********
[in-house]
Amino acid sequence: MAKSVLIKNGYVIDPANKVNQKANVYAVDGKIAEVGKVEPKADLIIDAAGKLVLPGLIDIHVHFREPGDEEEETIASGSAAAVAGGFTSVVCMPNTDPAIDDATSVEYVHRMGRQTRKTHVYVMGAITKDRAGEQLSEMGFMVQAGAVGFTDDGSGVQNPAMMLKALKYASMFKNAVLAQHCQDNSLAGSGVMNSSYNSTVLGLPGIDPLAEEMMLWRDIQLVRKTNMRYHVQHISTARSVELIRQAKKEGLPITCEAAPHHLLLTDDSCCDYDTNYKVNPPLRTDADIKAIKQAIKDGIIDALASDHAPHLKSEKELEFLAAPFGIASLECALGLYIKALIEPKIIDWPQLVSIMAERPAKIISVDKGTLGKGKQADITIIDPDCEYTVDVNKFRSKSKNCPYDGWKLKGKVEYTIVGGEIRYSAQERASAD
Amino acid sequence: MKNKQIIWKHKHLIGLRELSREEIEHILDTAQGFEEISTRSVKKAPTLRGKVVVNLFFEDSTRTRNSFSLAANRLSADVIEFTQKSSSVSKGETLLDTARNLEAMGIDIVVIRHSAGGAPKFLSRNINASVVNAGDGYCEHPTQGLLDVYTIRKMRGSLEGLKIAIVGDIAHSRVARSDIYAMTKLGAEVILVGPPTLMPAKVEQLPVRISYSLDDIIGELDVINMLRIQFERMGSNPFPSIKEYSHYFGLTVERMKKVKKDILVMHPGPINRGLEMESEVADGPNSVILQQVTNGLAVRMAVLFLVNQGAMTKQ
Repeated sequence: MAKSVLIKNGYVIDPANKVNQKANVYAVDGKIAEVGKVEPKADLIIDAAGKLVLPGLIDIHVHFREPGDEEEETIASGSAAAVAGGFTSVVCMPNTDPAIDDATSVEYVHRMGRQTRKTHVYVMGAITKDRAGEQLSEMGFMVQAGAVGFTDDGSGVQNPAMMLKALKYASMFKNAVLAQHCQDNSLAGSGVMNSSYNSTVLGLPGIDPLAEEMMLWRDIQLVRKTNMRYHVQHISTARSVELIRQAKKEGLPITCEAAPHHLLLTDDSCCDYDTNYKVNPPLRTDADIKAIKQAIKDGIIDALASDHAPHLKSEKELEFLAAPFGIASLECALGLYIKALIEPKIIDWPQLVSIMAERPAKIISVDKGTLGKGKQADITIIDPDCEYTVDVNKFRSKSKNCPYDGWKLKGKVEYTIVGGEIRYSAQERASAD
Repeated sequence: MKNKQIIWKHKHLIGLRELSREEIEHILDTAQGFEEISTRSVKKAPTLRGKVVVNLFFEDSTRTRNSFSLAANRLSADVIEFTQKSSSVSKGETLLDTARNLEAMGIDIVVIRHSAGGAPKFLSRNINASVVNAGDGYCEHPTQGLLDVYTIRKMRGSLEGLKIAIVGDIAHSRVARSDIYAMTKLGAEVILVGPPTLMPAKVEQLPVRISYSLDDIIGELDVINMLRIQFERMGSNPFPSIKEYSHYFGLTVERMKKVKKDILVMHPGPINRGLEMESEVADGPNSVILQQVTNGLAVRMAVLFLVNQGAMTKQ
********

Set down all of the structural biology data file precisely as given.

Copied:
[in-house]
Amino acid sequence: MAKSVLIKNGYVIDPANKVNQKANVYAVDGKIAEVGKVEPKADLIIDAAGKLVLPGLIDIHVHFREPGDEEEETIASGSAAAVAGGFTSVVCMPNTDPAIDDATSVEYVHRMGRQTRKTHVYVMGAITKDRAGEQLSEMGFMVQAGAVGFTDDGSGVQNPAMMLKALKYASMFKNAVLAQHCQDNSLAGSGVMNSSYNSTVLGLPGIDPLAEEMMLWRDIQLVRKTNMRYHVQHISTARSVELIRQAKKEGLPITCEAAPHHLLLTDDSCCDYDTNYKVNPPLRTDADIKAIKQAIKDGIIDALASDHAPHLKSEKELEFLAAPFGIASLECALGLYIKALIEPKIIDWPQLVSIMAERPAKIISVDKGTLGKGKQADITIIDPDCEYTVDVNKFRSKSKNCPYDGWKLKGKVEYTIVGGEIRYSAQERASAD
Amino acid sequence: MKNKQIIWKHKHLIGLRELSREEIEHILDTAQGFEEISTRSVKKAPTLRGKVVVNLFFEDSTRTRNSFSLAANRLSADVIEFTQKSSSVSKGETLLDTARNLEAMGIDIVVIRHSAGGAPKFLSRNINASVVNAGDGYCEHPTQGLLDVYTIRKMRGSLEGLKIAIVGDIAHSRVARSDIYAMTKLGAEVILVGPPTLMPAKVEQLPVRISYSLDDIIGELDVINMLRIQFERMGSNPFPSIKEYSHYFGLTVERMKKVKKDILVMHPGPINRGLEMESEVADGPNSVILQQVTNGLAVRMAVLFLVNQGAMTKQ
Repeated sequence: MAKSVLIKNGYVIDPANKVNQKANVYAVDGKIAEVGKVEPKADLIIDAAGKLVLPGLIDIHVHFREPGDEEEETIASGSAAAVAGGFTSVVCMPNTDPAIDDATSVEYVHRMGRQTRKTHVYVMGAITKDRAGEQLSEMGFMVQAGAVGFTDDGSGVQNPAMMLKALKYASMFKNAVLAQHCQDNSLAGSGVMNSSYNSTVLGLPGIDPLAEEMMLWRDIQLVRKTNMRYHVQHISTARSVELIRQAKKEGLPITCEAAPHHLLLTDDSCCDYDTNYKVNPPLRTDADIKAIKQAIKDGIIDALASDHAPHLKSEKELEFLAAPFGIASLECALGLYIKALIEPKIIDWPQLVSIMAERPAKIISVDKGTLGKGKQADITIIDPDCEYTVDVNKFRSKSKNCPYDGWKLKGKVEYTIVGGEIRYSAQERASAD
Repeated sequence: MKNKQIIWKHKHLIGLRELSREEIEHILDTAQGFEEISTRSVKKAPTLRGKVVVNLFFEDSTRTRNSFSLAANRLSADVIEFTQKSSSVSKGETLLDTARNLEAMGIDIVVIRHSAGGAPKFLSRNINASVVNAGDGYCEHPTQGLLDVYTIRKMRGSLEGLKIAIVGDIAHSRVARSDIYAMTKLGAEVILVGPPTLMPAKVEQLPVRISYSLDDIIGELDVINMLRIQFERMGSNPFPSIKEYSHYFGLTVERMKKVKKDILVMHPGPINRGLEMESEVADGPNSVILQQVTNGLAVRMAVLFLVNQGAMTKQ